January 26, 2003

2003: Highlight # 14

Servicing remote, rural consumers entail high transaction costs for utilities. Can communities manage their power distribution better? Rao and Govindrajan discuss... 

Community Intermediation in Rural Power Distribution

D.N. Rao and S. Govindarajan

Subsidised tariff rates coupled with high geographic dispersion and remoteness makes power supply to rural consumers a loss making proposition. Conventional revenue collection and monitoring systems do not work well in rural areas. This leads to a vicious cycle of increasing neglect of rural power supply and discontentment and non-payment among consumers.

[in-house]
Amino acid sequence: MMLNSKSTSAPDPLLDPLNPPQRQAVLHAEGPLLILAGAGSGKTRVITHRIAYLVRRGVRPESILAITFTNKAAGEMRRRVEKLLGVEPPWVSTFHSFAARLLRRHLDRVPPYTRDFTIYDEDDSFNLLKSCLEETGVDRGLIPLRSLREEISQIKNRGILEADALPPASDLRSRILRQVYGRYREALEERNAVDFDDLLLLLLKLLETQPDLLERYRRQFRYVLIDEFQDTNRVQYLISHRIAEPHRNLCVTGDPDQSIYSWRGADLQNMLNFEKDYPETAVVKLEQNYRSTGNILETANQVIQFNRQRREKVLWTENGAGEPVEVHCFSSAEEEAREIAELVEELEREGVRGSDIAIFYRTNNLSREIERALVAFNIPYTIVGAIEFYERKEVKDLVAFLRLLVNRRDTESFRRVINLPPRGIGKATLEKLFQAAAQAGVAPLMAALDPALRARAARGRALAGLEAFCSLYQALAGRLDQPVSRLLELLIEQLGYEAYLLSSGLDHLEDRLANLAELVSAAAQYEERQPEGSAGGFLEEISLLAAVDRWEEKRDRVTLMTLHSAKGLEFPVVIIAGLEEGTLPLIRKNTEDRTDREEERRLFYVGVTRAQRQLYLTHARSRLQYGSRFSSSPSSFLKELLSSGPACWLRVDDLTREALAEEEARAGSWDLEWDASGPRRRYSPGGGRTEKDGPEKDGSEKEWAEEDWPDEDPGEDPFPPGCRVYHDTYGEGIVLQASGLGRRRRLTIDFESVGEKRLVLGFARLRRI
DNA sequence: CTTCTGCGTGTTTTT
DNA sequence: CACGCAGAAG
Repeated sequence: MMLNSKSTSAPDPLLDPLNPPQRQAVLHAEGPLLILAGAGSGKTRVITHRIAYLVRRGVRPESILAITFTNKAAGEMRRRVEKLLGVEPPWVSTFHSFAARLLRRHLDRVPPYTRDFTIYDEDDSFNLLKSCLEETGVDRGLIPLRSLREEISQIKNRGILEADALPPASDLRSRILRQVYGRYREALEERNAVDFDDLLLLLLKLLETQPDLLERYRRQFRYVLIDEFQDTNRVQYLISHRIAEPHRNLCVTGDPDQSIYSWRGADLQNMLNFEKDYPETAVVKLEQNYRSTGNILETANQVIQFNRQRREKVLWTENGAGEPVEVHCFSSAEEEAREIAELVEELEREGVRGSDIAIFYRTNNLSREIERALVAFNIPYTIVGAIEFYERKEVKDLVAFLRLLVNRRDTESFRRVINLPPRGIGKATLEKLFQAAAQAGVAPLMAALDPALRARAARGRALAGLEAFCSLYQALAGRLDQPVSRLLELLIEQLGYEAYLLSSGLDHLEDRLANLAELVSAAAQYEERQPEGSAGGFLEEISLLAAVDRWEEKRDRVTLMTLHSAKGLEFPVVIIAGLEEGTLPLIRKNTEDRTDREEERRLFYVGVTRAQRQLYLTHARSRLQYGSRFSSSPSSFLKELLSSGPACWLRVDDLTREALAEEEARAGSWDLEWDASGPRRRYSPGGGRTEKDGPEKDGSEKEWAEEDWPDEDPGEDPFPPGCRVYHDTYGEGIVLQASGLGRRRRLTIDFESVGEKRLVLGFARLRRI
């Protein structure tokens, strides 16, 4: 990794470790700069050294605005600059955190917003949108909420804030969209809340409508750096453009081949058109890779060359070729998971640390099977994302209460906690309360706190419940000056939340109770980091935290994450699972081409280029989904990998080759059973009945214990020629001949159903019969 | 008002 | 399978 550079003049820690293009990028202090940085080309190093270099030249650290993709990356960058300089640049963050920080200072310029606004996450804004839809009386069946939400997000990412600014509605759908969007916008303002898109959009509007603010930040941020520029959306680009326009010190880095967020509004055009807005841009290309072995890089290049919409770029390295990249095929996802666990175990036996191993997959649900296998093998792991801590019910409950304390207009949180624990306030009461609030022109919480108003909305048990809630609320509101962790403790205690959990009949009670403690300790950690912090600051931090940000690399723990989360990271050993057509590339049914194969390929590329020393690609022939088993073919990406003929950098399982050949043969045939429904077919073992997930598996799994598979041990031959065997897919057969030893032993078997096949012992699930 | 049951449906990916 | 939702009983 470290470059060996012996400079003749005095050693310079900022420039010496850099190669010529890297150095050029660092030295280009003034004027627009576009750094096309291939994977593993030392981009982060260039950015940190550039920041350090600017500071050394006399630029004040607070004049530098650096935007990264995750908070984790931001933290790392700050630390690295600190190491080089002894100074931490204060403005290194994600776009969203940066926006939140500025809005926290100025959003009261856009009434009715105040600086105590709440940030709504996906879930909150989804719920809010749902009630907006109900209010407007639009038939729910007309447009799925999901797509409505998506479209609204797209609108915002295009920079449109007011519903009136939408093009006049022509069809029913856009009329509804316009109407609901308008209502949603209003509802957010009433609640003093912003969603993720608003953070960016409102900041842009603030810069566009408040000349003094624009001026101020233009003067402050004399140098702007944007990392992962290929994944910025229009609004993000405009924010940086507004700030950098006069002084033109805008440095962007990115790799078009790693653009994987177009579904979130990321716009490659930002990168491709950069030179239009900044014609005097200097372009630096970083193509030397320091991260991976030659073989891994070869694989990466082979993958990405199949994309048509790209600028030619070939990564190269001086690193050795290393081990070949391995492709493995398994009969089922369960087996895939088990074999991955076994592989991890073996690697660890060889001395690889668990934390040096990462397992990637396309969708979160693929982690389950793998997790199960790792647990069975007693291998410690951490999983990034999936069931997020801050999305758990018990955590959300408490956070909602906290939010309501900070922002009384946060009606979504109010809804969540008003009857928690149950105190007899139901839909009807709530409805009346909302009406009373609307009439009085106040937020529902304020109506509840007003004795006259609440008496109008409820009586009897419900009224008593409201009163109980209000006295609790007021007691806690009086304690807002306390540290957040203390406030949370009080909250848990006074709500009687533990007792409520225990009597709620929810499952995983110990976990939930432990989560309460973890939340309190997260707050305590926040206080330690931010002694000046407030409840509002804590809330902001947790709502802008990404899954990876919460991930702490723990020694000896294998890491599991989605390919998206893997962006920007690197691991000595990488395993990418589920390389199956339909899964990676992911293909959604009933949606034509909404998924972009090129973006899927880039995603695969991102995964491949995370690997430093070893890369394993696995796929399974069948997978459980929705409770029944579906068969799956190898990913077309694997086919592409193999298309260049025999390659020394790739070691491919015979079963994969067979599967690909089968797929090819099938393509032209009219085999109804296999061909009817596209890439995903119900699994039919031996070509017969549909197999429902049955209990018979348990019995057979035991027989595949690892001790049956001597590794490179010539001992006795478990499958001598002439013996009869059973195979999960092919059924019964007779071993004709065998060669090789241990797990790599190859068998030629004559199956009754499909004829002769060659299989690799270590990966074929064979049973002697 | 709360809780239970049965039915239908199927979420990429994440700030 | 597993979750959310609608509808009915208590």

Micro-retailing of rural power supply through recognized user groups called village bidyut sangha has been tried with great success in western Orissa. Micro privatisation has resulted in marked improvement in quality of power supply for consumers and streamlining of revenue collection for the utility.

Now, even local private entrepreneurs are being involved in Orissa and variants of the model are being tried out in other states like Karnataka.

No comments:

Post a Comment